Lesson Activities for Character Traits with Chapter Books
My “Novel-Its”TM Lap Book is the perfect activity to use with fluent readers as they respond to a chapter book or novel they are reading. There are seven different flip-flap activities your kiddos can complete, including:
- “Sum It Up” (Summarizing)
- “Word Wizard” (Tier 2 & 3 Vocabulary Words)
- “What’s the Plot?” (Plot, Sequencing)
- “Say What” (Inference)
- “Character Traits”
- “What’s the Theme?”
Here’s just a sample of how you might incorporate a few of these activities as your Fluent readers go through a chapter book or novel:
This is my Novel-Its unit. I use this project when I work on a chapter book with my advanced readers and we complete the whole unit based on one book.
I also use this for different picture books that I will read during my guided reading instruction for some of my other groups. We will complete each part of this lapbook using a different book for each one.
On Day 1, introduce the book and guide your fluent readers in a discussion and short prediction activity. You may have them read chapter one silently during Guided Reading small group. Then guide them in talking about the chapter, the main character(s) and the setting. From there, choose an activity they will do based on the next 1-3 chapters in the story.
My “Sum it Up” Tab-Its booklet is a great resource to use for this activity, This booklet includes tabbed pages on which students can write a summary for each chapter in the book. guide. Use it after you teach, model and talk about the most important events, and show the students how to write them in a chapter summary.
When they’re deeper in to the story, there’s also a “Character Tab-Its” activity that will be perfect for your lesson on Character Traits. The front side includes a picture they can color and draw, based on the main character of the story. On the inside, they will list character traits they identified, and they’ll provide the evidence that led them to believe the character possesses that trait.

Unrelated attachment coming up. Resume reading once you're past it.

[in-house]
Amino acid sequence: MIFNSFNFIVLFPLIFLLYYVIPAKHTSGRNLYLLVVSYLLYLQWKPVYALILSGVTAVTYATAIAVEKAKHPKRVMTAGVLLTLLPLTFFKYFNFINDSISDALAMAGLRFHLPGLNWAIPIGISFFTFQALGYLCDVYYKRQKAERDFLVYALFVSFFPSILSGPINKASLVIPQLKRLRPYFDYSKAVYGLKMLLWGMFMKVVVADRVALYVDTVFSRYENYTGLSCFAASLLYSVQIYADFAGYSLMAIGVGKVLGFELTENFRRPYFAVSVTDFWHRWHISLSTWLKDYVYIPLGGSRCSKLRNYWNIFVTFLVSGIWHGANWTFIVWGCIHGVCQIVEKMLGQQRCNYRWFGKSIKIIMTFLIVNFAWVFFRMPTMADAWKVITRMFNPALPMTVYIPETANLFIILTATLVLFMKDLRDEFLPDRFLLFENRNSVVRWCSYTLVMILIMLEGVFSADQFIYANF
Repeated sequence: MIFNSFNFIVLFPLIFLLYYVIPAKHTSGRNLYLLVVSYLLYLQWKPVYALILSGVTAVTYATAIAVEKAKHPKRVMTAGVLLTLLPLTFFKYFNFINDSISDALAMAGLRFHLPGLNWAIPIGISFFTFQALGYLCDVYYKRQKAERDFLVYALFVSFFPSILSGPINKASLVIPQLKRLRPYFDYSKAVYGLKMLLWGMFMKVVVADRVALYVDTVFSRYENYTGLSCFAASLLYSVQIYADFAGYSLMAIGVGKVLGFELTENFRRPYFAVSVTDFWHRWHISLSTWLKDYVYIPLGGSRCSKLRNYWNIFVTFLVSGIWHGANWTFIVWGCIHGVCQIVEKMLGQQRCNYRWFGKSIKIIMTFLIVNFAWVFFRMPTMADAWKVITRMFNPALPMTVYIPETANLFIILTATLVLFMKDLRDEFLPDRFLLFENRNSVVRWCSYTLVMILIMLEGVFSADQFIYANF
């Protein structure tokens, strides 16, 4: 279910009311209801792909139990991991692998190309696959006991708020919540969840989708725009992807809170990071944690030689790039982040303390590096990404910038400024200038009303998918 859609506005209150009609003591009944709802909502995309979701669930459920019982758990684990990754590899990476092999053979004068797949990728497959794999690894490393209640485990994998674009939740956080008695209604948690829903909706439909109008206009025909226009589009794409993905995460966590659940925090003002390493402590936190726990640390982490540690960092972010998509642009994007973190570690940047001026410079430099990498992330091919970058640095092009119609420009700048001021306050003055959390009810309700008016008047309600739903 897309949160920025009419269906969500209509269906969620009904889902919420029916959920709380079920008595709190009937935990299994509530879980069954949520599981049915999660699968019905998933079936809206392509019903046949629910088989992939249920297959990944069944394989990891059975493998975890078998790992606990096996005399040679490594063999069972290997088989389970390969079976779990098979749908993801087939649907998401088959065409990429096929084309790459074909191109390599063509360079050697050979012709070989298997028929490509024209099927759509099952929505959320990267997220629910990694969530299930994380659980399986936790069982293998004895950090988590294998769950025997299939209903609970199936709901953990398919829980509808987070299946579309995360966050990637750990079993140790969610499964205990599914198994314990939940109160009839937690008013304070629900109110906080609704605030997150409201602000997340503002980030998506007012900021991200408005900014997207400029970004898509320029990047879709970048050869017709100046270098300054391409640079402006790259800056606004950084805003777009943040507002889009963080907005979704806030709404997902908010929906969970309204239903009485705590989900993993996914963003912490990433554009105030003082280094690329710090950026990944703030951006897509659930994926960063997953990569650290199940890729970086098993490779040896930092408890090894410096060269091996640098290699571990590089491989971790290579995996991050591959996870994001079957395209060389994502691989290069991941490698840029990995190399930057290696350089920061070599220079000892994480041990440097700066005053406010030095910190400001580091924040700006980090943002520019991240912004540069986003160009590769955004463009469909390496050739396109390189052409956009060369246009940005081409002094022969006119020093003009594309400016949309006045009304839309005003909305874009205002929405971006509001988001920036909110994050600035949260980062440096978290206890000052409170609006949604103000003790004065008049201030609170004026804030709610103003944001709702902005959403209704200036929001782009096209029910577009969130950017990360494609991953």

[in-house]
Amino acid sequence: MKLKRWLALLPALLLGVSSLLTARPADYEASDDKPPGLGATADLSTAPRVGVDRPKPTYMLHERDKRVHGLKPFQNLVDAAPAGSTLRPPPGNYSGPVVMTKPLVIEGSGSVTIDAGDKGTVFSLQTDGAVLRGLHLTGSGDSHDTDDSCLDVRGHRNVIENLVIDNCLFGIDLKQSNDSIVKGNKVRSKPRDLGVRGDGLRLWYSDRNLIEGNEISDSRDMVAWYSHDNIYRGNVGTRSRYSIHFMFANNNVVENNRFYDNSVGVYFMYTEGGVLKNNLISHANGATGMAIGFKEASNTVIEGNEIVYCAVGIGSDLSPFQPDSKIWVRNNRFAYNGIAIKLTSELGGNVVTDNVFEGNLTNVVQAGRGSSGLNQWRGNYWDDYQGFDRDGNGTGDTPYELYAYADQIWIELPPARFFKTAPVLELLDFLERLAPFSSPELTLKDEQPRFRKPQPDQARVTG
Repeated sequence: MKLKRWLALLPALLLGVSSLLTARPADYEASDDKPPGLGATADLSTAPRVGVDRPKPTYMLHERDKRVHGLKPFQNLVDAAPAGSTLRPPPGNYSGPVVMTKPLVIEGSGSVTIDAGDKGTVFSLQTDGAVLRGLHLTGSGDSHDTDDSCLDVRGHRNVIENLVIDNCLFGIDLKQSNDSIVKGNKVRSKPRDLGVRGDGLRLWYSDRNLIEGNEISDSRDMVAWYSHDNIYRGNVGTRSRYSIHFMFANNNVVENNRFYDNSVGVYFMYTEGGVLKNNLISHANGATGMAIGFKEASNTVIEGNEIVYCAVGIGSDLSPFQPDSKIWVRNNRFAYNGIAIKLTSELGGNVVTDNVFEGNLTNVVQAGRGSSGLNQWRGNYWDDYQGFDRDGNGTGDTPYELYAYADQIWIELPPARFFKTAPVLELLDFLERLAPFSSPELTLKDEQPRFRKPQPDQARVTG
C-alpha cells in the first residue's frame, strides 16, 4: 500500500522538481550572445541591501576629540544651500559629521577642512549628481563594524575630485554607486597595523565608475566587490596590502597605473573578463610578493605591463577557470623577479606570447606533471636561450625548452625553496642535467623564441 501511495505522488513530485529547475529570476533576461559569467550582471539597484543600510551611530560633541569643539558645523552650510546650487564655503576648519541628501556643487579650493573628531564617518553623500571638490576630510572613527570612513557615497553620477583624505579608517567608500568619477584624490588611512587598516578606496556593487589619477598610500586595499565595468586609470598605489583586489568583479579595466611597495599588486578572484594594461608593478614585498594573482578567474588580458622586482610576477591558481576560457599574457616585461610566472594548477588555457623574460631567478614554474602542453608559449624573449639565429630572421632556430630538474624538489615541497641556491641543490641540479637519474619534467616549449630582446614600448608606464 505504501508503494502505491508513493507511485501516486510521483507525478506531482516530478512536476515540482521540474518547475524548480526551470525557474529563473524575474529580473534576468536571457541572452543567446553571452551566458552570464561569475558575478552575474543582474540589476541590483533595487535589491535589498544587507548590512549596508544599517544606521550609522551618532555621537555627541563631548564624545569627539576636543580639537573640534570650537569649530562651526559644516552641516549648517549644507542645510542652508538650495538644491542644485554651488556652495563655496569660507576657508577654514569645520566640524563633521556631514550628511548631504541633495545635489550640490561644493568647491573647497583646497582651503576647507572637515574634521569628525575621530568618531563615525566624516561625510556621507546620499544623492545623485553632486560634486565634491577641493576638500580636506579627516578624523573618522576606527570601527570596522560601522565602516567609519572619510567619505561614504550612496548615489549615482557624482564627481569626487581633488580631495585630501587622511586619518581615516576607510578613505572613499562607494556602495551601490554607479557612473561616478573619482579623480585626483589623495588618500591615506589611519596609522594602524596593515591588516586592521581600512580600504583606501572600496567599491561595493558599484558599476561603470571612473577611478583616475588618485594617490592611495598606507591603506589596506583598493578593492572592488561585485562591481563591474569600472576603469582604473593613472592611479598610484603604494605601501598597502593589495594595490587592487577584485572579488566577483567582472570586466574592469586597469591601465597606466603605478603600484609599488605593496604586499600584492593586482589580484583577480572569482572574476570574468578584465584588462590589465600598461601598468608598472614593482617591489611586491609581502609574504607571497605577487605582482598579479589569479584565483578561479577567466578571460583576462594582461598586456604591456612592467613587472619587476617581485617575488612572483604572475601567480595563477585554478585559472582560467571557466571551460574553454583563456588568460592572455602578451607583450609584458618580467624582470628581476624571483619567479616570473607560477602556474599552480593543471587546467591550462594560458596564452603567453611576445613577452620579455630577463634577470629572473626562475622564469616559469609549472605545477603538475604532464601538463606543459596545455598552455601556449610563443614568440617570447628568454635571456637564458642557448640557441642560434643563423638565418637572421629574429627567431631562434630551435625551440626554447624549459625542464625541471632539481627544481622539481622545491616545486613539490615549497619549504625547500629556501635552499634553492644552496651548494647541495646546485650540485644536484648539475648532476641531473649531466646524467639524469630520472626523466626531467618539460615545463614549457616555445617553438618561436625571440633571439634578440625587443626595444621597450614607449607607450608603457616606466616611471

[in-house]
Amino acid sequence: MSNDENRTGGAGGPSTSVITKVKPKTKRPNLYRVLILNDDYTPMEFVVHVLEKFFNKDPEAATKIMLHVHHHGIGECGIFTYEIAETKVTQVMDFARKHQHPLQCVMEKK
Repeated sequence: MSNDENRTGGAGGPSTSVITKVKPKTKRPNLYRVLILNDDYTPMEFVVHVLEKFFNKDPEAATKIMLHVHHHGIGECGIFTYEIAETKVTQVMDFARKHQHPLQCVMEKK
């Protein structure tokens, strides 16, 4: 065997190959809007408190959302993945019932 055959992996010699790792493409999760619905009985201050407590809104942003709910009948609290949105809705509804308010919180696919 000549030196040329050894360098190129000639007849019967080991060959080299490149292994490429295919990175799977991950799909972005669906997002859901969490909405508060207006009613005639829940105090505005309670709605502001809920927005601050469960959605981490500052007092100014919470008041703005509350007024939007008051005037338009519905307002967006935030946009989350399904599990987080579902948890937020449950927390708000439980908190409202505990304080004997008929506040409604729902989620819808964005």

Later chapters of the book may lend themselves to some inferring activities. My “Say What” iPhone Accordion Booklet is a fun way for your kiddos to outline their discoveries of “Something the Character Said, Did or Thought.” It folds out accordion-style, giving space for them to record character quotes or actions, as well as to explain the inferences they made.
When the book is nearly completed and all but the last of the flip-flap activities are done, meet as a group for a lesson on Theme. Fair warning: this is probably the most difficult task in the lapbook!
Lead the students in a lengthy discussion about the different themes that can be identified throughout the book, and then have them complete this final Theme activity to finish their lapbook.
If you’re ready to help your fluent readers tackle teaching character traits with a chapter book, click here for my Novel-Its Lapbook resource! There are also a number of other curriculum resources to help you teach character traits to your Emergent, Early and Transitional readers, so be sure to check them out in my shop!
Well, there you have it, my teacher friend. I hope this information has been helpful for you, and I hope the coming school year finds you with a class full of interesting characters! Keep molding minds and building character, and remember that what you do is making a difference.